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Rome, Utica eye projects with HUD funds

Nicole A. Hawley
Staff writer
email / twitter
Posted 5/27/22

The U.S. Department of Housing and Urban Development (HUD) has awarded $615.6 million in grants to New York for Community Planning and Development activities...

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Rome, Utica eye projects with HUD funds

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The U.S. Department of Housing and Urban Development (HUD) has awarded $615.6 million in grants to New York for Community Planning and Development activities, ranging from the development of affordable housing to expanding economic opportunities for people with low and moderate incomes.

Rome is projected to receive a total $990,882 in funding, while neighboring Utica will receive a total $3,370,144.

These grants are part of $6.3 billion to U.S. states, local entities of government, and U.S. territories through HUD’s Fiscal Year 2022 CPD Formula Grant Program.

“HUD’s CPD programs support local governments who depend on this federal funding to address economic development needs, lack of affordable housing, and homelessness,” said Alicka Ampry-Samuel, HUD regional administrator for New York and New Jersey. “These programs also enhance communities, aid local businesses, and provide funding for infrastructure maintenance like water and sewer systems. Most importantly, it is a vital resource for low and moderate-income residents who just need a hand up to support their families and improve their quality of life.”

A breakdown of New York’s grants and descriptions of eligible activities supported by these awards:

• $316 million — The Community Development Block Grant Program (CDBG) provides annual grants on a formula basis to states, cities, and counties to develop viable urban communities by providing decent housing and a suitable living environment, and by expanding economic opportunities, principally for low and moderate-income persons.

• $140 million — The HOME Investment Partnerships Program (HOME) provides funding to states and localities that communities use — often in partnership with local non-profit groups — to fund a wide range of activities including building, buying or rehabilitating affordable housing for rent or home ownership, or providing direct rental assistance to low-income people.

• $80.2 million – Housing Trust Fund provides funding to produce affordable housing units.

• $28 million — Emergency Solutions Grants (ESG) provides funds for homeless shelters, assists in the operation of local shelters and funds related social service and homeless prevention programs.

• $50.3 million - Housing Opportunities for Persons with HIV/AIDS (HOPWA) – Housing Opportunities for Persons with AIDS (HOPWA) grants provides rental housing assistance and supportive services for persons living with HIV/AIDS and their families.

• CDBG CV-3 Reallocations – Jamestown — $194.8 million. CDBG Coronavirus (CV) Reallocations fund activities to prevent, prepare for, and respond to coronavirus.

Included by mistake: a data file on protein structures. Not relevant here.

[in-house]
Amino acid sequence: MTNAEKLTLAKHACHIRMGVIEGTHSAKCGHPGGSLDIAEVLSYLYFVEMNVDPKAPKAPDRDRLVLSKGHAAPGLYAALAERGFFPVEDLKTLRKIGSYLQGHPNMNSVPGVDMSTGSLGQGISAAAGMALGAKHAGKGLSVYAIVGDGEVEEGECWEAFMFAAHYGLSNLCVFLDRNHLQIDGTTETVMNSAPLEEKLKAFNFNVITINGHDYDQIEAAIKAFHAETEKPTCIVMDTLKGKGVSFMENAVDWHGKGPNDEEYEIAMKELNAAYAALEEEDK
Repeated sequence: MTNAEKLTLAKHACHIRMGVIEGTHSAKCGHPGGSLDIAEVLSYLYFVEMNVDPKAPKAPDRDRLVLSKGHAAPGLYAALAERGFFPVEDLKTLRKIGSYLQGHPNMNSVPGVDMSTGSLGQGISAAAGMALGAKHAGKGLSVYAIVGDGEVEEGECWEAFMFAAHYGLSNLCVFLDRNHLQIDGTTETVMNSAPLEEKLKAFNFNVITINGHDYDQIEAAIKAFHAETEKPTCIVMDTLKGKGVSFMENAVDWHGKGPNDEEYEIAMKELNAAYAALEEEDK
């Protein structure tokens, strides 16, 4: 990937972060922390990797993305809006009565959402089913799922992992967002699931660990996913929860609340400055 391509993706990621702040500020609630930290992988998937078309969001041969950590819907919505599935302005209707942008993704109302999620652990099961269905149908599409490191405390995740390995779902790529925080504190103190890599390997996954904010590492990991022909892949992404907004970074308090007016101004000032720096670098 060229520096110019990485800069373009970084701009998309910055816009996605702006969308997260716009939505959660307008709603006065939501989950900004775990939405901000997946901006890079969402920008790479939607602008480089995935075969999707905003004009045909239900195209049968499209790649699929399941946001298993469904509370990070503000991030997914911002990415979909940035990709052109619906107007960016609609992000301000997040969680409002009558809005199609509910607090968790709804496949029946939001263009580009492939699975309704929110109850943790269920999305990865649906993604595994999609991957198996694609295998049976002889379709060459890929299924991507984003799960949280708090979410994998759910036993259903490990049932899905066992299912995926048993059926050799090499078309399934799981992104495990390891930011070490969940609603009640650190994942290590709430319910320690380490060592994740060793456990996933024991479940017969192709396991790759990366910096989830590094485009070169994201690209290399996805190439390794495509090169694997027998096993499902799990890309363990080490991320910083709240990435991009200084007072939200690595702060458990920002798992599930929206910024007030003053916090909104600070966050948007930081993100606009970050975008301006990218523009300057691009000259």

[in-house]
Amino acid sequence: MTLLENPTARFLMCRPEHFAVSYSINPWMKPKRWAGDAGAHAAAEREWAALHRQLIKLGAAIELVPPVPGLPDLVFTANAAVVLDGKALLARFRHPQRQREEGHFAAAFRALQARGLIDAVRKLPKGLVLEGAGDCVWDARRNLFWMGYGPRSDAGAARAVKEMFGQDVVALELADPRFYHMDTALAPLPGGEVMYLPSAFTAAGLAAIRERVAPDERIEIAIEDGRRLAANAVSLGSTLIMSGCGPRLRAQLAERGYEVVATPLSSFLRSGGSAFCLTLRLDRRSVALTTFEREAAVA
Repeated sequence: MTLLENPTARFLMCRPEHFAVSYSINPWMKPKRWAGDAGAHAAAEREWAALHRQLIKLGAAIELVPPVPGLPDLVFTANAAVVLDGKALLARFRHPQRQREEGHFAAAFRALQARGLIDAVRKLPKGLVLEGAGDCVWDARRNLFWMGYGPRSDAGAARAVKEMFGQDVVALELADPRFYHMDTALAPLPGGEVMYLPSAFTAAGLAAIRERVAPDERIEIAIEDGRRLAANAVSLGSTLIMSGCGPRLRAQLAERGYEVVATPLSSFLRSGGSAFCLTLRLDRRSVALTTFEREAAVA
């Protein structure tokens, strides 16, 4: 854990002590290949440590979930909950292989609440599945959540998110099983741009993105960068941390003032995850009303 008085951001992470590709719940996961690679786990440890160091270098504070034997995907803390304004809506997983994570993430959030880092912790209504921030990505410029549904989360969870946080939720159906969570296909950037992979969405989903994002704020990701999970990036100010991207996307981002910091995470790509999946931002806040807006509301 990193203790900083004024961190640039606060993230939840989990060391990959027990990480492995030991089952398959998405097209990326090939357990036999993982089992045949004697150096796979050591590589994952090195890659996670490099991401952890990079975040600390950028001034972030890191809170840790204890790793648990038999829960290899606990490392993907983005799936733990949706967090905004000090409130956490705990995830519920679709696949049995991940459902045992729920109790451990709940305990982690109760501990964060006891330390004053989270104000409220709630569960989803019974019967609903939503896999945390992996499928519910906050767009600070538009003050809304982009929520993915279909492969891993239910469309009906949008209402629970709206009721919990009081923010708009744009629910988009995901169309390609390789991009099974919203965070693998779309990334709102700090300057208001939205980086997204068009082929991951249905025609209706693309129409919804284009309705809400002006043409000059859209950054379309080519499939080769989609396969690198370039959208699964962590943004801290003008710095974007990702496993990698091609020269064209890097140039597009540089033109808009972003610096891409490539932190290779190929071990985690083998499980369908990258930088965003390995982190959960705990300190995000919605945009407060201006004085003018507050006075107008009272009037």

Rome is slated to receive the $990,882 through the Community Development Block Grant Program.

Mayor Jacqueline M. Izzo explained that the CDBG is annual entitlement money — a system that has been in place for decades.

“Monies are spent on public service-type initiatives like Connected Community Schools, domestic violence, Artletics and Abraham House — they are just some places where we’ve invested funding,” said Izzo. “According to federal requirements, low to moderate income people should be served. If it’s an economic development project, you have to guarantee it creates a low to moderate income-based job.”

The mayor said much of the city falls within the criteria for CDBG funding, including southwest, central and east sections of Rome, which lie within the census tract of eligible sites.

Infrastructure work, complete reconstruction of streets and utilities in many of these areas, as well as large sidewalk replacement programs, also fall within the realm of CDBG-eligible projects, she said.

“As long as it improves neighborhoods — we can also do commercial facade improvements anywhere in the city, generally where 75% is paid by the city and 25% by the property owner,” Izzo added. “We help facilitate funding to improve exterior facades on buildings, and have done many of those throughout the city...We’ve also done direct grants to businesses creating low to moderate income jobs to help with operational expenses or if they need a certain piece of equipment.”

Utica is to receive $2.4 million in CDBG funding; $723,870 in HOME Investment Partnerships Program funding; and $218,656 in Emergency Solutions Grants.

“The city’s Department of Urban & Economic Development is crafting the city’s annual Action Plan for the 2022-23 program year. The city’s plan will include important initiatives such as addressing homelessness, affordable housing, infrastructure improvements and providing youth and senior services,” said Utica Mayor Robert Palmieri. “A draft of the annual plan will be available for public review and comment in the next few weeks.”

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